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Activity and thermostability increase of xylanase following transplantation with modules sub-divided from hyper-thermophilic CBM9_1-2

Paper ID Volume ID Publish Year Pages File Format Full-Text
34581 45034 2012 5 PDF Available
Title
Activity and thermostability increase of xylanase following transplantation with modules sub-divided from hyper-thermophilic CBM9_1-2
Abstract

Transplantation is useful for elucidating the functions of structural modules and for engineering enzyme properties. Unexpectedly, transplanting a hyper-thermophilic carbohydrate-binding module, CBM9_1-2, into the mesophilic Aspergillus niger GH11 xylanase (Xyn) slightly decreased the thermal inactivation half-life of Xyn. This effect was further investigated by dividing the CBM9_1-2 module into two smaller parts, C1 and C2, which were transplanted into Xyn to create the chimeras Xyn-C1 and Xyn-C2. Both chimeras exhibited higher catalytic activities on xylan than native Xyn. Xyn-C2 exhibited higher binding affinities for both oat spelt and birch wood xylans, and its thermal inactivation half-life (69.3 min) was 4 or 5 times longer than that of Xyn (17.6 min), Xyn-C1 (13.4 min), and the original chimera containing CBM9_1-2 (13.8 min). In contrast, Xyn-C1 exhibited higher binding affinity for oat spelt xylan, but not for birch wood xylan. Through this rational engineering of the fungal xylanase, the C2 sub-module was shown to have a different thermostabilizing effect than the C1 sub-module. The different functions of the smaller parts of a large module can play pivotal roles in transplantation.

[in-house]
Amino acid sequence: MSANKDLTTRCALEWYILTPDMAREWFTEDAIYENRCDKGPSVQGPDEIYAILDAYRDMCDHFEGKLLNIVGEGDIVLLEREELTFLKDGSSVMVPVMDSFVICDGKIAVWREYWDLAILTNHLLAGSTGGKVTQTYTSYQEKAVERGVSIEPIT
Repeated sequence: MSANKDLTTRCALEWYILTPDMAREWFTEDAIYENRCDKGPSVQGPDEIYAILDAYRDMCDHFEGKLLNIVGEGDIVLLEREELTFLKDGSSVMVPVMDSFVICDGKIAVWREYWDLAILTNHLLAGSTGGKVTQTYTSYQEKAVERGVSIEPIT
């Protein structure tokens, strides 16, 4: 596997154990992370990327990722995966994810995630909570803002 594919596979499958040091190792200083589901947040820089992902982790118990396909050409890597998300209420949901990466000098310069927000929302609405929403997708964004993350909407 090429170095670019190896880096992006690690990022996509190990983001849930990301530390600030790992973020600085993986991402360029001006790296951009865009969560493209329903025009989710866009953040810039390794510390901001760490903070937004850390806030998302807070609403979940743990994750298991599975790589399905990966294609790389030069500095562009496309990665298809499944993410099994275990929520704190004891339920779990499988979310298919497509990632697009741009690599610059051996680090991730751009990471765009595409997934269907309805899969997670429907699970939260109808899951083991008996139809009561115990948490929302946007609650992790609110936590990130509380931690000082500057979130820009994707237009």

► Thermophilic CBM9-1_2 was divided into C1 and C2 and fused with xylanase. ► The C2 increased 4-fold the thermostability of xylanase. ► The C2 has thermostabilizing effect differing from the C1. ► Different functions of smaller parts are important in large module transplantation.

Keywords
t1/2, thermal inactivation half-life of enzyme activity; Topt, optimal enzyme temperature; pHop, optimal enzyme pH; MM, molecular massModule sub-division; CBM; Transplanting; Xylanase
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Activity and thermostability increase of xylanase following transplantation with modules sub-divided from hyper-thermophilic CBM9_1-2
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Publisher
Database: Elsevier - ScienceDirect
Journal: Process Biochemistry - Volume 47, Issue 5, May 2012, Pages 853–857
Authors
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Subjects
Physical Sciences and Engineering Chemical Engineering Bioengineering
Get Full-Text Now
Don't Miss Today's Special Offer
Price was $35.95
You save - $31
Price after discount Only $4.95
100% Money Back Guarantee
Full-text PDF Download
Online Support
Any Questions? feel free to contact us